Late last year, I did a blog post looking at how clustering of competitors may have positive results (https://smallbizsurvival.com/2016/11/competition-and-clustering.html).
Recently I was asked about this idea in terms of small rural town cafes. If any of you have lived in the Great Plains region of the country, you know the towns and the cafes I am talking about. These restaurants are a crucial element in maintaining a viable community.
The question was in terms of competing with each other.
Let me outline the situation – Several small towns within a county have a cafe (one town has two). These cafés are open until mid-afternoon Monday through Saturday and closed on Sunday. Maybe once a month, the café may be open for a Sunday brunch/lunch. What often happens is cafes choose to be open on the same Sundays.
I was asked, based on my previous blog, was “is this a good thing?”
As we discussed the question, another piece of information arose. Sometimes a nonprofit will also have a benefit lunch at that same time, meaning more competition.
This question is a good example of where broad answers may not always apply in specific circumstances. I could argue that more opportunities would bring out a larger audience than might normally be expected. Now it would seem that the potential audience is being split as they decide which of two or more opportunities they will attend.
So the answer is an unknown. It’s probably unlikely that the entire audience for the two or more cafes and events that might be open on a Sunday would all go to the one open location. But would it increase the number of customers somewhat? Let’s think about this.
For some of the audience, it would be further to travel and time might also be a factor.
Also, people like being with other people they know and having conversation. Going to a place further away may limit such social interaction. That may be as much of a draw as the food.
Another way to look at the question is from a capacity stand point? Having a larger audience is fine but do these small cafes have the staff and the physical resources (seating space, kitchen space, kitchen equipment, etc.) to handle larger crowds?
And would the shift of audiences be a consistent thing? Such cafes have small margins. Cooking too much food and not having people show up would be hard on the bottom line.
And there is the other issue of not having enough food prepared. Since the capacity to quickly do more, even if the food is on the shelf, is limited, you may hurt future attendance not only for your café but for others in the group of these planned Sunday dinners (is it dinner or is it lunch – another question for another time).
Last, will it be possible to develop a cooperative plan? Owners have the right to do what they want. Experience may show that certain Sundays are better than others. From my perspective, it certainly wouldn’t hurt to try. And if there is a local tourism board or economic development group, they also might want to be involved. If other events were planned around this (rummage/flea markets; local food sales/food stands & farmers markets; sporting events), the potential market size just grows. Market it as the Sunday “comfort food” trail.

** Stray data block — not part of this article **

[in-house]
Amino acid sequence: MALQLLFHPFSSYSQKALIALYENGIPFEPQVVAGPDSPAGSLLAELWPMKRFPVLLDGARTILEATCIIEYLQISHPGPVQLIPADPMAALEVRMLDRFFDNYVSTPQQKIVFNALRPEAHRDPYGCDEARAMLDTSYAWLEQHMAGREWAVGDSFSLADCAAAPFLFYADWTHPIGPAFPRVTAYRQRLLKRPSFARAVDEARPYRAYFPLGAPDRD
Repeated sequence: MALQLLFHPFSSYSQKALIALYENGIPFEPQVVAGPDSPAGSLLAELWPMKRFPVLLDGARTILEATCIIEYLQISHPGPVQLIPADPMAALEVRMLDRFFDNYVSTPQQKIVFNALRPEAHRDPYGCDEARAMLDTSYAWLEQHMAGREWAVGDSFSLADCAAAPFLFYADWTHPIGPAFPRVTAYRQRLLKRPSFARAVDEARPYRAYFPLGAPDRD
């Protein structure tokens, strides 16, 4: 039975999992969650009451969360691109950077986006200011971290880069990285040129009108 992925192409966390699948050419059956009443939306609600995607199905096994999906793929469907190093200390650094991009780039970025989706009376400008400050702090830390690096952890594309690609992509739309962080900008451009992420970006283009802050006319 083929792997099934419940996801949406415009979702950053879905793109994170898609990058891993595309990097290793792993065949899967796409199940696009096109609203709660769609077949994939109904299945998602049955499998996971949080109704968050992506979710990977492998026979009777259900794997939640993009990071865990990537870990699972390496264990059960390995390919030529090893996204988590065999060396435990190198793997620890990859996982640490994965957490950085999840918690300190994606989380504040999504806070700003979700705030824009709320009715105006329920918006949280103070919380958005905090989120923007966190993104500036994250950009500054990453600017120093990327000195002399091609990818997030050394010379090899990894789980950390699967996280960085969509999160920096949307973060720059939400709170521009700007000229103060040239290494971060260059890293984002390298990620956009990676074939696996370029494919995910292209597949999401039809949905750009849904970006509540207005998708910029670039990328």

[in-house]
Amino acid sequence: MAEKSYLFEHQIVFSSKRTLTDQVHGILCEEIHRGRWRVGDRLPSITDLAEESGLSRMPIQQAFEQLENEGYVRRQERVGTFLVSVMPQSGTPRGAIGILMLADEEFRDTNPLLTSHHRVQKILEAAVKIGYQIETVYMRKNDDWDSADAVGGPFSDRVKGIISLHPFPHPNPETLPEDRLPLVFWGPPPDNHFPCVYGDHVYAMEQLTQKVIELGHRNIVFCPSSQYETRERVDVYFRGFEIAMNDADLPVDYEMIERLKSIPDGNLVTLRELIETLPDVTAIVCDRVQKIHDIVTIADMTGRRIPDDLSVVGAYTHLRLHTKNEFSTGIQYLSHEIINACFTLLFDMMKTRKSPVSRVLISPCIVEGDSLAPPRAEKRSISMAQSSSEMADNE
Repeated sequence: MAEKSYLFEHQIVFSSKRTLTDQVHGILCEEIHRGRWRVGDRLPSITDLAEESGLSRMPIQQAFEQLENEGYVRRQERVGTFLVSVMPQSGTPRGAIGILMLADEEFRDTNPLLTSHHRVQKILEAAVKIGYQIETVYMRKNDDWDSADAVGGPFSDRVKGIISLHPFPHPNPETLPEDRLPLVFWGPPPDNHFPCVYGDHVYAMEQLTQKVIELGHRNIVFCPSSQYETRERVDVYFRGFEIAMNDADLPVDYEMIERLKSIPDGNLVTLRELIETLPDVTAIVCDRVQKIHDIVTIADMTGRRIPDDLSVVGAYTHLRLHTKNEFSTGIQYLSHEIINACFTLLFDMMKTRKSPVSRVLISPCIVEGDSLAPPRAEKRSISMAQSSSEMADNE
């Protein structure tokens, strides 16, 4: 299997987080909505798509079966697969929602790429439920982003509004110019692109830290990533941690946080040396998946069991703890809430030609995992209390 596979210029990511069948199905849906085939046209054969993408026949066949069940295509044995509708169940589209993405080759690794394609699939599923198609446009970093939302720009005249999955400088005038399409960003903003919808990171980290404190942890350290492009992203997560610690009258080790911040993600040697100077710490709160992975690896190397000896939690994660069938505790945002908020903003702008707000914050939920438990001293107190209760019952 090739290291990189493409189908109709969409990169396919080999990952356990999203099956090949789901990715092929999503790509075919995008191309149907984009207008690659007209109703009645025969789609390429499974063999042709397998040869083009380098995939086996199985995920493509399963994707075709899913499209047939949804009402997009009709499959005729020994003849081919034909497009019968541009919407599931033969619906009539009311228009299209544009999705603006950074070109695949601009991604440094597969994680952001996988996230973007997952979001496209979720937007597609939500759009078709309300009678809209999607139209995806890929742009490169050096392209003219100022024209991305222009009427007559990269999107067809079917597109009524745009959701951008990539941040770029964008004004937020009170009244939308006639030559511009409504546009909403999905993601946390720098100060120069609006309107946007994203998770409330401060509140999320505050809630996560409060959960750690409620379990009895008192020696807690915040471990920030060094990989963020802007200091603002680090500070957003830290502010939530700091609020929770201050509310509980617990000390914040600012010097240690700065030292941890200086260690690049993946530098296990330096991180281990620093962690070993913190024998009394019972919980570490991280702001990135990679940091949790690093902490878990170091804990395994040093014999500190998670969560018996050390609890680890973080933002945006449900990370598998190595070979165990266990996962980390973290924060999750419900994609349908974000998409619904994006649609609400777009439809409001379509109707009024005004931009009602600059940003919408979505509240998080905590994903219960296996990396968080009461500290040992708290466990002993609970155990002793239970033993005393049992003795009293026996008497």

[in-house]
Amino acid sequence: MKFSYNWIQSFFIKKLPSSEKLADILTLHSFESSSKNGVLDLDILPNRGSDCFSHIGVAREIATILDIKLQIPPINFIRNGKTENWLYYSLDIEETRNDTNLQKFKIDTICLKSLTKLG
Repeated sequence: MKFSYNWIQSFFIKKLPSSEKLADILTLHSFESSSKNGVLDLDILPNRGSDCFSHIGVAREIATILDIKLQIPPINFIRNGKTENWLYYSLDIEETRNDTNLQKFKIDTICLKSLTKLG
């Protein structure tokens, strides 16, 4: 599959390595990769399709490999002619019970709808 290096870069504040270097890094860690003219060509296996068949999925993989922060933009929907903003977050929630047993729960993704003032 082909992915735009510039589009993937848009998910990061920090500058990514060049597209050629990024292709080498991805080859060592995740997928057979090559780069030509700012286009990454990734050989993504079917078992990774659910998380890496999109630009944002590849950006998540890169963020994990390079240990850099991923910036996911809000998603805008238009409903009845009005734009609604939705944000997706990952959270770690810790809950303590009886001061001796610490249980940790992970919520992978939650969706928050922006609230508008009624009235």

Just thinking about the question can be a great reason for the café owner to connect with his or her customers. Ask them what they think? Would they go to the other cafes? Would they encourage their friends and neighbors to also go? What would be the best way to market this plan if it should happen?
It would also encourage the owner to develop a schedule for themselves of when they will be open. People are a creature of habit so knowing when would help the owner and the market plan.
So does increased competition in this case translate into a better bottom line for the entities involved? We don’t know.
What we do know is that an exploration of the question would be a good thing in general. Plus whatever the answer is to that question should offer the owner guidance for his or her future direction.
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Becky McCray says
A reader sent this comment in by email, and agreed to allow me to share it anonymously:
I really think that this is an issue only the particular communities can solve. It has a lot to do with location, quality and type of food, the eating habits of that community and the accessibility of the building.
With the younger generation often focusing on foods that are different from their parent’s households and the elder generation needing foods that help support their special diets, and the question of accessibility, this is more than numbers being split, and how the finite amount of money available to the residents to spend on eating out. The customers vote with their feet and the dollars they spend.
One has to look at what foods draw them, at what time, and if there are any things that keep them from coming to any particular location. A small shop located in town might do a bang-up business during the week for working people and students and be closed on weekends when families and groups tend to eat out. The reverse might work well for a large format restaurant.
And Glenn shared this response:
Great comments. And your comments about it being a local issue and that there are other factors involved are on point. As I understand the situation, these folks might come out ahead by working together. However, as my article noted, the deeper I got into the situation, the more I started “seeing the other side.”
Your comment about customers voting with their feet is a big issue for the cafe owner.
And we haven’t even touched the issue that I make like the meatloaf at Cafe A but not the way they do it in Cafe B. You may however be exactly opposite of me.